Accession consists of textual records, photographs and audio recordings documenting the lives of Dick Steele, his wife Esther and friend Bill Walsh. The materials are mostly correspondences between Dick and Esther during his internment at the Don Jail and Ontario Reformatory in Guelph, and from Dick and Bill's military service overseas during the Second World War. They also include correspondences between Esther and Bill, Bill and Anne Walsh, "Jack" and Esther, and other family and friends. Some of the letters show evidence of being censored. There are news clippings in English and Yiddish about the family from various newspapers including the Canadian Tribune (a Communist Party paper). There is a letter Esther wrote to campaign for Dick's release from internment, part of women's activism in this period. There is also a photocopy of a memoir written by Moses Kosowatsky and Moses Wolofsky "From the Land of Despair to the Land of Promise" ca. 1930s. The photographs include Dick and Bill in the army during the Second World War, a signed picture of Tim Buck addressed to Esther and the twins and a photo of Dick delivering a speech related to the Steel Workers. Also included is a recording of edited sound clips of Bill and Esther talking about Dick, Esther speaking about the letters, (how she received letters and flowers from Dick after he had already been killed), Bill reading a letter Dick wrote to Esther that he left with friends in England to send her in the case that he was killed (which he was), recordings of "Bill Walsh Oral history" Vols.1 and 2 compiled by Leib Wolofsky's (Bill's nephew), and 5 audio recordings by Adrianna Steele-Card with her grandparents Bill and Esther. There is also a microcassette labelled "Joe Levitt." The accession also includes the stripe of a German corporal that Bill captured as a prisoner, peace stamps and an early copy of Cy Gonick's A Very Red Life: The Story of Bill Walsh, edited by Bill.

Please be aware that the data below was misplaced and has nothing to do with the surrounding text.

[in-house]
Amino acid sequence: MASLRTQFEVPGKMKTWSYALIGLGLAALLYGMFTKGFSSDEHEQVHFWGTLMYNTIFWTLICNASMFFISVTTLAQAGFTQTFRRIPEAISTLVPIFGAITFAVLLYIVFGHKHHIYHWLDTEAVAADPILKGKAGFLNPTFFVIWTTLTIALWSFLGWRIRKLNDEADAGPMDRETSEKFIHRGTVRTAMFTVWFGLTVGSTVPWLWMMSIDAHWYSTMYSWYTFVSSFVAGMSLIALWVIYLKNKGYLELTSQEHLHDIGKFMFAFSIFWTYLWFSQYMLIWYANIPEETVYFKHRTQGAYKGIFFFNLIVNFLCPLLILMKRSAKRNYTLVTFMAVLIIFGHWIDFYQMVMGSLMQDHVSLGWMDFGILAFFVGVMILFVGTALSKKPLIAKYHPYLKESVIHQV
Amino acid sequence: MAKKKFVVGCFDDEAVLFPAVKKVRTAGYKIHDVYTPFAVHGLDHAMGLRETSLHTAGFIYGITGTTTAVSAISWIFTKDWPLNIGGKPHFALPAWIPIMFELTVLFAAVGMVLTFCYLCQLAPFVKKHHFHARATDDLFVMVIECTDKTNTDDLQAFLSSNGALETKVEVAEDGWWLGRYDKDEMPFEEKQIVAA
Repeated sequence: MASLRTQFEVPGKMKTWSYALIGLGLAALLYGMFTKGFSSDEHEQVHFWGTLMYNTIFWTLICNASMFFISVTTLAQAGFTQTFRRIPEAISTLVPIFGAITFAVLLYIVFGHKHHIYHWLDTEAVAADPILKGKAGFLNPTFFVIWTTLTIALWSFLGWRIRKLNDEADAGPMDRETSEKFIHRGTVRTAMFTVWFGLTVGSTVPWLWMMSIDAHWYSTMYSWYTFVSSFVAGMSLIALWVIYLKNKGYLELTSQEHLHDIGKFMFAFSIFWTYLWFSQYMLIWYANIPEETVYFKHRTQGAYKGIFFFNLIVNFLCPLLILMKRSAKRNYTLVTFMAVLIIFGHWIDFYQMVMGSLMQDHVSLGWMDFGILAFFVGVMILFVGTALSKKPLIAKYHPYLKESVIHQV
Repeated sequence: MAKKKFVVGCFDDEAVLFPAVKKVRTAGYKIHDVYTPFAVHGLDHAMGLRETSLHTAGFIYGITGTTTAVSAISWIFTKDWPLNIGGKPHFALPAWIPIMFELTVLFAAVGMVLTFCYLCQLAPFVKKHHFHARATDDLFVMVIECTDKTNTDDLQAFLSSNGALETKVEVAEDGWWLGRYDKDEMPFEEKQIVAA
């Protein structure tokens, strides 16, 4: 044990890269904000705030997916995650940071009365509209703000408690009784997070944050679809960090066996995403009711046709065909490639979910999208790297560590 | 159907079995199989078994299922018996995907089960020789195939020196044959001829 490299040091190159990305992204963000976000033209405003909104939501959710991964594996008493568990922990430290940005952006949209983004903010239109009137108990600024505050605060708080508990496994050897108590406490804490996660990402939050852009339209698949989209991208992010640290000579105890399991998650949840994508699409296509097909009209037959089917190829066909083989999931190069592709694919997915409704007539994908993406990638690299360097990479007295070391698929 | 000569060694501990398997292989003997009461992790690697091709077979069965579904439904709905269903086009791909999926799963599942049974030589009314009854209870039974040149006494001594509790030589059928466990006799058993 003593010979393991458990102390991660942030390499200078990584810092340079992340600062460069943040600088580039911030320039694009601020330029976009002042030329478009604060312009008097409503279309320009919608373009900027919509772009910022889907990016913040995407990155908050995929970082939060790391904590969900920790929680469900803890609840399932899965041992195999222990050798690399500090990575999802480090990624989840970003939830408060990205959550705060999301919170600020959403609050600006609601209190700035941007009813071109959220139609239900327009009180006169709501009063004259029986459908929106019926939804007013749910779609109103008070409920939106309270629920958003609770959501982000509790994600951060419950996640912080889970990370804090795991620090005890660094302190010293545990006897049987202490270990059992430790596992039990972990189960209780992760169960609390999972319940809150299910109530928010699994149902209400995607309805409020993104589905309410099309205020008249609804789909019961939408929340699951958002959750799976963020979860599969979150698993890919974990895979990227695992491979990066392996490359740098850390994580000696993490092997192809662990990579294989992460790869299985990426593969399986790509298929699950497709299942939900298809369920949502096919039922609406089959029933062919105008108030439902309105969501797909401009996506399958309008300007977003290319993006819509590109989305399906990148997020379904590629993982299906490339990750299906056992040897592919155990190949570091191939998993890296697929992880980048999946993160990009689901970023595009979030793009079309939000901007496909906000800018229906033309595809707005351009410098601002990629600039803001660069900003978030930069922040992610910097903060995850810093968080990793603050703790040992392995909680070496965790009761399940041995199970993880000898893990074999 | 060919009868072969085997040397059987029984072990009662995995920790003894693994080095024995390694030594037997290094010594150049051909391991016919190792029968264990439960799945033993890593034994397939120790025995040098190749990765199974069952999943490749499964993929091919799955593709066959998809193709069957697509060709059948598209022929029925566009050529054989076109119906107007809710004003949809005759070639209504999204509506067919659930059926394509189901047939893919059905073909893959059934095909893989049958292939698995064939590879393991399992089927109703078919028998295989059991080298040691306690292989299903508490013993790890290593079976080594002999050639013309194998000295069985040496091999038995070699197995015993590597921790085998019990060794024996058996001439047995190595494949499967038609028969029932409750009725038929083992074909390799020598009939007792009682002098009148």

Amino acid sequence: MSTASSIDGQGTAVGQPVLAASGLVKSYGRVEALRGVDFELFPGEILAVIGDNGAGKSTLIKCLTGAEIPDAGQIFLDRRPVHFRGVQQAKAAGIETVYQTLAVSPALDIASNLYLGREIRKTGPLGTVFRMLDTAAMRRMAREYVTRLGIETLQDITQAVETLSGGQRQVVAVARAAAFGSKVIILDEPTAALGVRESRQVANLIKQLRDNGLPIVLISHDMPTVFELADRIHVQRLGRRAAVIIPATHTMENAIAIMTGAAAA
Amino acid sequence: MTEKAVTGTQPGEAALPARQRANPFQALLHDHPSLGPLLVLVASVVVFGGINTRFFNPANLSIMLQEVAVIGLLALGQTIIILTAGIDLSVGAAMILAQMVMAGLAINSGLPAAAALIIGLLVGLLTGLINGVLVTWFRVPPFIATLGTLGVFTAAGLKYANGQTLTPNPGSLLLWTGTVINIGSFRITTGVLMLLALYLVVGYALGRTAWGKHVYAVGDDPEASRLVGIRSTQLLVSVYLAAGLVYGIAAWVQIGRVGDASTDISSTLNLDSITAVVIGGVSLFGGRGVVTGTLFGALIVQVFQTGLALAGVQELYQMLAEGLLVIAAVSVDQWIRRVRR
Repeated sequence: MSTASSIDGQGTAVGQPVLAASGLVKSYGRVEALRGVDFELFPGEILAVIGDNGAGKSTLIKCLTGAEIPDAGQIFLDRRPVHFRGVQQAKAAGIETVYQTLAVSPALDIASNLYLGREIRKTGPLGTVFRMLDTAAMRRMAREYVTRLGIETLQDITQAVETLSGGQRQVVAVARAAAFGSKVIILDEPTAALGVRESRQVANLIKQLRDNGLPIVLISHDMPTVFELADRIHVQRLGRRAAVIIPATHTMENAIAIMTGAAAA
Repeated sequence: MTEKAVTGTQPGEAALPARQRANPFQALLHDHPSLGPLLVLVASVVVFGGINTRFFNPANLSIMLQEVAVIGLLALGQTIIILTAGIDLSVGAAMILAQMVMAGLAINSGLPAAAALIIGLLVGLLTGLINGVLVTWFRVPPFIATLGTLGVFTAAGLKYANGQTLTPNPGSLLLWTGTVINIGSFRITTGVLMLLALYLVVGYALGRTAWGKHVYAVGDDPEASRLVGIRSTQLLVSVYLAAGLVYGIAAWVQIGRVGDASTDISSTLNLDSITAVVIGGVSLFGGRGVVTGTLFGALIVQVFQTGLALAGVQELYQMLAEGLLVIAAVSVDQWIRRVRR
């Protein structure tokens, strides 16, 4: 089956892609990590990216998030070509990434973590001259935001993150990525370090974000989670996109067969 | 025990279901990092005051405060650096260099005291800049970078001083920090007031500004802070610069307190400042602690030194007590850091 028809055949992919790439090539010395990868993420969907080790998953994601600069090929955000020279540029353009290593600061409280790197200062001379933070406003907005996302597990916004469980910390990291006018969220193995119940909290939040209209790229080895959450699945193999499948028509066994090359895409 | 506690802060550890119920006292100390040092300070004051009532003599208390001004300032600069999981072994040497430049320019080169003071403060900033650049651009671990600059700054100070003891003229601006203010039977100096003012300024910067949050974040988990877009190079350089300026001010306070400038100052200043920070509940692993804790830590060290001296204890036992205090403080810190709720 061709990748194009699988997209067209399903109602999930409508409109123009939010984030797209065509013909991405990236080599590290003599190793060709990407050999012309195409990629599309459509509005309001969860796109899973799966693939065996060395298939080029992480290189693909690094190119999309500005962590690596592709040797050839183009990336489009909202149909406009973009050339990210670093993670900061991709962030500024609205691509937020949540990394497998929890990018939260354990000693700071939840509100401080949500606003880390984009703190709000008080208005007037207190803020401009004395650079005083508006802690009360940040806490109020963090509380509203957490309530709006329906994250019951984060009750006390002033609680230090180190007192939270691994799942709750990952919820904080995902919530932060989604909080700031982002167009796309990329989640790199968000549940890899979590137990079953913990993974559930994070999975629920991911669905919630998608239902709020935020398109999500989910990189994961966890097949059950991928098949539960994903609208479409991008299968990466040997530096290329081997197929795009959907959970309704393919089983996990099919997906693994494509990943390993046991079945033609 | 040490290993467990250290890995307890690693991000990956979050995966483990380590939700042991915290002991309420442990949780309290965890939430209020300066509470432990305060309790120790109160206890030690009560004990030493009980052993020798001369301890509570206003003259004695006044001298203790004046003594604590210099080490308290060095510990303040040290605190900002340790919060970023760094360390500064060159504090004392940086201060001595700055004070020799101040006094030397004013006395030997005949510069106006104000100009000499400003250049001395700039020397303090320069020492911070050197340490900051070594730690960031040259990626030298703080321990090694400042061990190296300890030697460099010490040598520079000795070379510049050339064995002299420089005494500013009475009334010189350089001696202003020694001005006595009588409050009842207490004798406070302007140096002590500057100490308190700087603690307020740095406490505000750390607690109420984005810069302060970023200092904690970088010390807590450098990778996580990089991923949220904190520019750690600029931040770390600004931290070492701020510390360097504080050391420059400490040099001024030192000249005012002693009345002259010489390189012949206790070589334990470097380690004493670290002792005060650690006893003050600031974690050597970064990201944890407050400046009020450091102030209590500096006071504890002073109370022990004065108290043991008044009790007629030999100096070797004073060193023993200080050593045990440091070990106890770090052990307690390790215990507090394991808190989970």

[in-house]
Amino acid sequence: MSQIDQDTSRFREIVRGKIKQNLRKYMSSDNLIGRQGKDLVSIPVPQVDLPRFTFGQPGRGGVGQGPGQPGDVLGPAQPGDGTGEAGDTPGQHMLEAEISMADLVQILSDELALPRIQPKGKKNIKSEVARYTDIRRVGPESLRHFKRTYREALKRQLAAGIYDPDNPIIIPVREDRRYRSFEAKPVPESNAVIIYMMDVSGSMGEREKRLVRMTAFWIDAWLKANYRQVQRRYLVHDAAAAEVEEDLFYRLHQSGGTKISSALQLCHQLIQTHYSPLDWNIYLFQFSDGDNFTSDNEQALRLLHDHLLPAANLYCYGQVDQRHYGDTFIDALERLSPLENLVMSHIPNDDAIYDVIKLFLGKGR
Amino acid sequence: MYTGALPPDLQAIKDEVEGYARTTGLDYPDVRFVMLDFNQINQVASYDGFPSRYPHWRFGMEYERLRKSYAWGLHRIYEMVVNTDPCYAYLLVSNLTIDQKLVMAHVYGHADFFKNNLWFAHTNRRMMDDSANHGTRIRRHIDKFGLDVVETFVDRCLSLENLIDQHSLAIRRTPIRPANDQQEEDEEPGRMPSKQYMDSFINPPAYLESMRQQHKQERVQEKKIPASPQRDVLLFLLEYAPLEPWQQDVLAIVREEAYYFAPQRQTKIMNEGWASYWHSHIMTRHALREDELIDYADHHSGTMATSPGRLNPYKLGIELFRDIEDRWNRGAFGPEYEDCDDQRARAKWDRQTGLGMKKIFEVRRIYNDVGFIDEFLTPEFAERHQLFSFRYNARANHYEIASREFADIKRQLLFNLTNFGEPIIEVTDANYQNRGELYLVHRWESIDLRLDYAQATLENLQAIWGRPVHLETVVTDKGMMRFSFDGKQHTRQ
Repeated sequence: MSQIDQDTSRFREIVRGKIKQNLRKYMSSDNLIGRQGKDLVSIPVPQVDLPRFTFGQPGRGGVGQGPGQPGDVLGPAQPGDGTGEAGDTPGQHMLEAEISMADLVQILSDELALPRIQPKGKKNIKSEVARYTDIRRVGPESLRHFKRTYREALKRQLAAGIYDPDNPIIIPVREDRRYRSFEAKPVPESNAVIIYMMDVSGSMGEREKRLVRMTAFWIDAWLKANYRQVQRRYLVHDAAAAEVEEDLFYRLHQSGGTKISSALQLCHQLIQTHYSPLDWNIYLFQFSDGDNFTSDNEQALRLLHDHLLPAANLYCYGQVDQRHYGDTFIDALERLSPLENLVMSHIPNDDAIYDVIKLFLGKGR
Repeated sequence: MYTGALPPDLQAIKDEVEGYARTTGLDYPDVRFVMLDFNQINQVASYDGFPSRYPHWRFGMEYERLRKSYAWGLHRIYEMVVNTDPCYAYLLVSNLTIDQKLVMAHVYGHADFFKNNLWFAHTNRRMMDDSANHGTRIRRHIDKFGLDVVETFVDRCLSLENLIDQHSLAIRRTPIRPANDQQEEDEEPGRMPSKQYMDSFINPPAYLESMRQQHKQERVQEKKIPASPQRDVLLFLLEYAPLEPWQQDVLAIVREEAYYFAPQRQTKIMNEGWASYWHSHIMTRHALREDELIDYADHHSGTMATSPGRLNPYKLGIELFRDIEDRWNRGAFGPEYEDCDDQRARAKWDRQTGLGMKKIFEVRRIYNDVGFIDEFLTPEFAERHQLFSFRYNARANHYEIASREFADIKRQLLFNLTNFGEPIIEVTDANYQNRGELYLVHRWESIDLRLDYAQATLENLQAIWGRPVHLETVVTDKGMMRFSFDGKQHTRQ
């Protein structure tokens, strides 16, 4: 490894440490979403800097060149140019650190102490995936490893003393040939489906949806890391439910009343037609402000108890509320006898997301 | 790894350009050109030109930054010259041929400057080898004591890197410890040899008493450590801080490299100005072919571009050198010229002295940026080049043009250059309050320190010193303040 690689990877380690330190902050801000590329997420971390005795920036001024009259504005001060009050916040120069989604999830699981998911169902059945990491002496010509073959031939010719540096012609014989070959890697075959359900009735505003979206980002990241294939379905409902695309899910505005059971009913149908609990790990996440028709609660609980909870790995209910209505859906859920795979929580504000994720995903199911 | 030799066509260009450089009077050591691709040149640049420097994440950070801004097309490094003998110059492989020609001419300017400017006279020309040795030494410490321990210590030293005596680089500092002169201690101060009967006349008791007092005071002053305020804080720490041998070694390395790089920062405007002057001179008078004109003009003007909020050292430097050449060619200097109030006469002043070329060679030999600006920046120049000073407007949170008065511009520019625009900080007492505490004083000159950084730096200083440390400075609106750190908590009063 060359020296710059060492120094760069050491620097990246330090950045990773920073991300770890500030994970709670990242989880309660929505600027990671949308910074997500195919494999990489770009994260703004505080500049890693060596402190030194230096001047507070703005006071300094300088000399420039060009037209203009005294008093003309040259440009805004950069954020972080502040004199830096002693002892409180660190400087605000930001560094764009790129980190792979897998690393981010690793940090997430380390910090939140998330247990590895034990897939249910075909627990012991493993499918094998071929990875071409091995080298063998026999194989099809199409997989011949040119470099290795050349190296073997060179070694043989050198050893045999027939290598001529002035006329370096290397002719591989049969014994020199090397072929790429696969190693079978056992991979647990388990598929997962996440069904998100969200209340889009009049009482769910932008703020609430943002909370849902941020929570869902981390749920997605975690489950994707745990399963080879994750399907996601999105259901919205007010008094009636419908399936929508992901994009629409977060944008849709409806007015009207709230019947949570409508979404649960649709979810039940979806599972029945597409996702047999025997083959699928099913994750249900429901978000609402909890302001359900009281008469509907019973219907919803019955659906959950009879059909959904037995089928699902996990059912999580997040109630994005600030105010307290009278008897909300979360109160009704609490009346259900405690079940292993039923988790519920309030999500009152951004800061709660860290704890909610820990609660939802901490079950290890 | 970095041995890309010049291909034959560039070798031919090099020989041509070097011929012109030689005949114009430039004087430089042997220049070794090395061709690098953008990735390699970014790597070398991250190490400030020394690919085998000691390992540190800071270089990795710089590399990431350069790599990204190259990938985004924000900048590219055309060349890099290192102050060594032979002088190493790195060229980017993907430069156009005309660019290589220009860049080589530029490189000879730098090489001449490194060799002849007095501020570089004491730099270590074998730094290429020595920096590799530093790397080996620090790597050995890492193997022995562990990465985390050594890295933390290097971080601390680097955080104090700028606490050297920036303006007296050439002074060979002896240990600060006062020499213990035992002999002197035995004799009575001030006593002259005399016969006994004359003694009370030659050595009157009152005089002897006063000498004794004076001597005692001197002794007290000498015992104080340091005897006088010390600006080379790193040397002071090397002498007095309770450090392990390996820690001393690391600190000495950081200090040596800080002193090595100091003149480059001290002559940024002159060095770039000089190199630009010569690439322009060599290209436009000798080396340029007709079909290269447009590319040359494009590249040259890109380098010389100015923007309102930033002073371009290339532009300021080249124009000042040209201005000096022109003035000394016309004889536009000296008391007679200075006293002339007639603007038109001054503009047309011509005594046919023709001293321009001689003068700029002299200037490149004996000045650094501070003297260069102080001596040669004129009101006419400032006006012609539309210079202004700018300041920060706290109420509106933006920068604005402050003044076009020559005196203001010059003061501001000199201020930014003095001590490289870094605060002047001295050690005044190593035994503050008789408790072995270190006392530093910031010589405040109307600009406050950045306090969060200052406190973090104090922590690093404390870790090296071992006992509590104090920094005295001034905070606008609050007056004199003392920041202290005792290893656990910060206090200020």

Administrative History